200 pages | 6 x 9 | 27 illus.
Ebook 2016 | ISBN 9781512806755 | Buy from De Gruyter $79.95 | €69.95 | £70.50
This book is available under special arrangement from our European publishing partner De Gruyter.
An Anniversary Collection volume
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Winner of the 1995 Book Award of the Division for International Criminology of the American Society for Criminology
Criminal law norms are socially derived, being constructed in political processes, but only recently has criminological research began to focus on the political construction of criminal law. There has been increasing interest in the quality of these political processes, the decisions that result, and the rationales and social forces guiding these decisions.
In Constructing White-Collar Crime, Joachim J. Savelsberg, a sociologist, and Peter Brühl, a lawyer, have provided an interdisciplinary case study of the construction of new German laws against white-collar crime, relating their results to internationally comparative findings. The analysis is empirical; it is theoretically grounded in a sociological approach that contrasts Marxist versus pluralist or differentiation theory, and functionalist versus conflict group or action theory. The authors also analyze their findings in relation to Max Weber's theory of rationalization of law. In addition the research is methodologically innovative, introducing the technique of cognitive mapping into the study of criminal justice legislation. The book represents the authors' attempts to bridge the gap between microsociological and macrosociological approaches to the construction of criminal law.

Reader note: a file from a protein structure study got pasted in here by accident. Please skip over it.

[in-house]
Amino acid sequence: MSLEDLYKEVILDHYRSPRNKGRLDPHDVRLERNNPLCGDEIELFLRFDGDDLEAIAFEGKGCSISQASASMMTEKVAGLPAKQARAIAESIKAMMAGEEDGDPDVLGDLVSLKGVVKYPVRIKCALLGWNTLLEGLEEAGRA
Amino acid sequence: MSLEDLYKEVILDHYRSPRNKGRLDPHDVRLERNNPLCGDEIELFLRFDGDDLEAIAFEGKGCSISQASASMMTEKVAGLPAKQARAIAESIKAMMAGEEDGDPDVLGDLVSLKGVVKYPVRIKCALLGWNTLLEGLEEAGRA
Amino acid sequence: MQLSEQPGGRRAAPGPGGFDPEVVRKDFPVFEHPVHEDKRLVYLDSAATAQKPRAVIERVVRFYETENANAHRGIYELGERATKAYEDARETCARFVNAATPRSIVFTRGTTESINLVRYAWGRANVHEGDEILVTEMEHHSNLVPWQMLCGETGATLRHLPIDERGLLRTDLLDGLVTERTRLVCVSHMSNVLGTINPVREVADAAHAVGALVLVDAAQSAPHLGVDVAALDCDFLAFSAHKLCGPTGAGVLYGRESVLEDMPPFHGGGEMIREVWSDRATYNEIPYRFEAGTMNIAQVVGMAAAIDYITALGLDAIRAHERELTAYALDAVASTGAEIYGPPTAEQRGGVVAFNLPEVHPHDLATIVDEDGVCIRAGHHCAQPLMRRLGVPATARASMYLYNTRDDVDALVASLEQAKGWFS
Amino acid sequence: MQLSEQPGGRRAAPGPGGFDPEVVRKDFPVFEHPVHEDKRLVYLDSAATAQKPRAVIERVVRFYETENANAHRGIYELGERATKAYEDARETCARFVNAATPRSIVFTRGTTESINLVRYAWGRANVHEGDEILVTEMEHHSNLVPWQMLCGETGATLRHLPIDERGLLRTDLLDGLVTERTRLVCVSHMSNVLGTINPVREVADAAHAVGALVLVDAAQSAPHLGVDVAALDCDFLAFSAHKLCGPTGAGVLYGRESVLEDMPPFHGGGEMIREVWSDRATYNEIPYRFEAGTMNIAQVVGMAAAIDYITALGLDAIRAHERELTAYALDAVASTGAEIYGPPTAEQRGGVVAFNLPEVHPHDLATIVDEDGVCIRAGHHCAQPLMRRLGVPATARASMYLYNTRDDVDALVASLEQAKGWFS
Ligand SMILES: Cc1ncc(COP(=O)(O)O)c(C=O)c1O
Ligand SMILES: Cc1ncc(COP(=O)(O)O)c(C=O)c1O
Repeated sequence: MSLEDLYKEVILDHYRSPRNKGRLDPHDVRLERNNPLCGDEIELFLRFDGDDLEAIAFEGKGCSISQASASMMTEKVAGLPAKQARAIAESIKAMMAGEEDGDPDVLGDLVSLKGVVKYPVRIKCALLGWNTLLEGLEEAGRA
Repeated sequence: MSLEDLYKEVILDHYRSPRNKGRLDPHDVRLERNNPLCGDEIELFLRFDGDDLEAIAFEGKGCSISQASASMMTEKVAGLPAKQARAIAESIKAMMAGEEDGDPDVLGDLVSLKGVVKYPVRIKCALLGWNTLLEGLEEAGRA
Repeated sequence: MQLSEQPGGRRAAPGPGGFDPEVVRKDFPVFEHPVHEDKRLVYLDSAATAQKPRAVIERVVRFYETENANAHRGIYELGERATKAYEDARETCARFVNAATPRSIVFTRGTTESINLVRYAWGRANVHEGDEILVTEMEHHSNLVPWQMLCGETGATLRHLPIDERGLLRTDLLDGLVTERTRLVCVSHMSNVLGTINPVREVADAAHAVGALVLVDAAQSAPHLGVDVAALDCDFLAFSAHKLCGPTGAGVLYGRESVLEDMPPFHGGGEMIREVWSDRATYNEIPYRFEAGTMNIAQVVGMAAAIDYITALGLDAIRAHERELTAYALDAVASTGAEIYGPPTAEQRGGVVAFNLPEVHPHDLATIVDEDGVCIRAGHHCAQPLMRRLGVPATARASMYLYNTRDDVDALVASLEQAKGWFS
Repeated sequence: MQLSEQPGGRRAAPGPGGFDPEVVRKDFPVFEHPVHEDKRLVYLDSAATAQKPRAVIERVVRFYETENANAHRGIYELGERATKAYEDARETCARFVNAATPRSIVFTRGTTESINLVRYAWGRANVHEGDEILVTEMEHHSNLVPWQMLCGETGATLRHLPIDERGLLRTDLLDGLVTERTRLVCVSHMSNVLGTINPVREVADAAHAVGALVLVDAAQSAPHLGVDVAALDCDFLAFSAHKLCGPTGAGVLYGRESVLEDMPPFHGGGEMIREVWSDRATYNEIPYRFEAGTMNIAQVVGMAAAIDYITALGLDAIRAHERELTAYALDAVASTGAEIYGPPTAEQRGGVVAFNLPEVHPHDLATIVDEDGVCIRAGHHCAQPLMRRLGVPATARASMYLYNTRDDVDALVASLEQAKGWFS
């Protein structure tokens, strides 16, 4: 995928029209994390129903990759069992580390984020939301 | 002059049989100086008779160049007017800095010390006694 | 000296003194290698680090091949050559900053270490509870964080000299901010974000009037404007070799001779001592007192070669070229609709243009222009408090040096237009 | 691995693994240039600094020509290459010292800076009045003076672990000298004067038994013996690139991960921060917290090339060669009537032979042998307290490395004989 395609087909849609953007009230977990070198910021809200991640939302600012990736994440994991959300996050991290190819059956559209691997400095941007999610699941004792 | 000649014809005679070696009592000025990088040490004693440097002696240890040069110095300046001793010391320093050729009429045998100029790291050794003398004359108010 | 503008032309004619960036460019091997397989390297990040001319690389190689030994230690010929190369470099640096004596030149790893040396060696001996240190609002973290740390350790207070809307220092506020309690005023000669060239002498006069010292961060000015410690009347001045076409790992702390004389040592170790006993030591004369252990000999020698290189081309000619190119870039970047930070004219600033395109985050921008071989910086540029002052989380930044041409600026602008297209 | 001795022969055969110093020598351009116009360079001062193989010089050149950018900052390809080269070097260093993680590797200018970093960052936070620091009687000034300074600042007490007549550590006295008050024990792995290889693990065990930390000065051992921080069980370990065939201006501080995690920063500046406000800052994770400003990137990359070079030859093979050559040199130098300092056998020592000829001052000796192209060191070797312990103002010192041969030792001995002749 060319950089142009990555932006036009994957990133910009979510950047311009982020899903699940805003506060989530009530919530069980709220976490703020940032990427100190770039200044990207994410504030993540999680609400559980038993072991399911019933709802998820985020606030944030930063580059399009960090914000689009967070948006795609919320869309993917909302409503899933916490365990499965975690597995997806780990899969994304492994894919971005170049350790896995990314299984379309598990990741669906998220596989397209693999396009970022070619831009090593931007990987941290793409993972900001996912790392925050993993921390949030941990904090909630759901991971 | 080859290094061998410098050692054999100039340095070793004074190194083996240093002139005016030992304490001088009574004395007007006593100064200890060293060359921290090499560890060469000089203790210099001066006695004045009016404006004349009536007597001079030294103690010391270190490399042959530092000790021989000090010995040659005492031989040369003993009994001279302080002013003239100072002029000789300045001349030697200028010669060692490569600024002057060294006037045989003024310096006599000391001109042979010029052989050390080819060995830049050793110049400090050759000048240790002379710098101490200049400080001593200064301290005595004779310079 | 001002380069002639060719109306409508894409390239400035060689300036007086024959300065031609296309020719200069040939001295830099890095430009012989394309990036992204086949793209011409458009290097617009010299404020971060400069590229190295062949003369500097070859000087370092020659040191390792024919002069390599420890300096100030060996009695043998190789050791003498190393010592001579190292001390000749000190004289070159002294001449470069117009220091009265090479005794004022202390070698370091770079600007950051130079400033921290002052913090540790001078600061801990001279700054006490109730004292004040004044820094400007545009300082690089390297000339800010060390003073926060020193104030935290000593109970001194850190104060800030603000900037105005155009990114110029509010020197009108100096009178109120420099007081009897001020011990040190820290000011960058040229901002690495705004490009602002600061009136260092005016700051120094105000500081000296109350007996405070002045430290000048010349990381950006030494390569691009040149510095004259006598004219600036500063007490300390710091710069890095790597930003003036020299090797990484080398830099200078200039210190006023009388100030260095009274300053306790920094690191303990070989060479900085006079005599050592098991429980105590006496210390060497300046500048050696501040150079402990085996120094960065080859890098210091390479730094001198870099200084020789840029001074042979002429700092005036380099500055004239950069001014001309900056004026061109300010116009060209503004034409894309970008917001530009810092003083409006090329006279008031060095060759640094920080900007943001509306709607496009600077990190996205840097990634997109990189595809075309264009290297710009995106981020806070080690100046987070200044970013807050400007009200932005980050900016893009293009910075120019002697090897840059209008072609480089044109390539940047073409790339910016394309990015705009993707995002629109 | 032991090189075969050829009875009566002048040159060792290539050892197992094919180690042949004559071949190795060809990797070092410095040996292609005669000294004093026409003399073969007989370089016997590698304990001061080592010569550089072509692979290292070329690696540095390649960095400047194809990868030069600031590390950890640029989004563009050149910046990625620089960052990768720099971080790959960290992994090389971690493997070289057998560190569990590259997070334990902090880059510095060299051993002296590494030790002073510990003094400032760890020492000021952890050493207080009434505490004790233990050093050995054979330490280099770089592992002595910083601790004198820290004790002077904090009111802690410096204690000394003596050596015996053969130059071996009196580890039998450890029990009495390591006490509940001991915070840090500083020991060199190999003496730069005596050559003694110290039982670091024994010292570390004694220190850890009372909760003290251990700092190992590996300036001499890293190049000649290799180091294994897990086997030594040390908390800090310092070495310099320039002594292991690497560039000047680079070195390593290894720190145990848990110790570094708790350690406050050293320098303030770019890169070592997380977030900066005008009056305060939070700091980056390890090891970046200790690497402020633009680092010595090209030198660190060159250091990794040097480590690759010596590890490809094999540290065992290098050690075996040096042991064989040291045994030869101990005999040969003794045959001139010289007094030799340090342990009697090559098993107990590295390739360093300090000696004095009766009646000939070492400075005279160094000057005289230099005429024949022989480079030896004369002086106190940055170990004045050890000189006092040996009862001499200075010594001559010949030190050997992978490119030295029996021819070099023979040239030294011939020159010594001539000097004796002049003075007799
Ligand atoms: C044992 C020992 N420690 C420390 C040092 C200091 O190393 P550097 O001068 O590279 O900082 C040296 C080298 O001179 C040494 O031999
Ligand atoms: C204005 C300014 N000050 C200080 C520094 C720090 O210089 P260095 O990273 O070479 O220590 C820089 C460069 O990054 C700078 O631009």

The authors analyze action rationales, communication patterns, and power structures as they play out in different stages of the law-making process: claims-making in news media; participation of scholars and practitioners in an expert commission and in parliamentary hearings; involvement of industrial lobbying groups during the drafting of the bill in the Department of Justice; and parliamentary deliberations. The analysis demonstrates the considerable weight of economic and political rationales as opposed to justice criteria in the development of criminal legislation. It also indicates that white-collar crime legislation may have counterproductive consequences. The laws are intended to increase the quality of criminal justice by criminalizing the behavior of the powerful, but the less powerful groups within the white-collar classes are more likely to feel the effects.
Constructing White-Collar Crime will be of interest to students and scholars in the areas of sociology, law, and criminology.
Joachim J. Savelsberg is Professor of Sociology and Law, and holds the Arsham and Charlotte Ohanessian Chair, at the University of Minnesota. Peter Brühl is free legal counsel in the state of Bremen, German.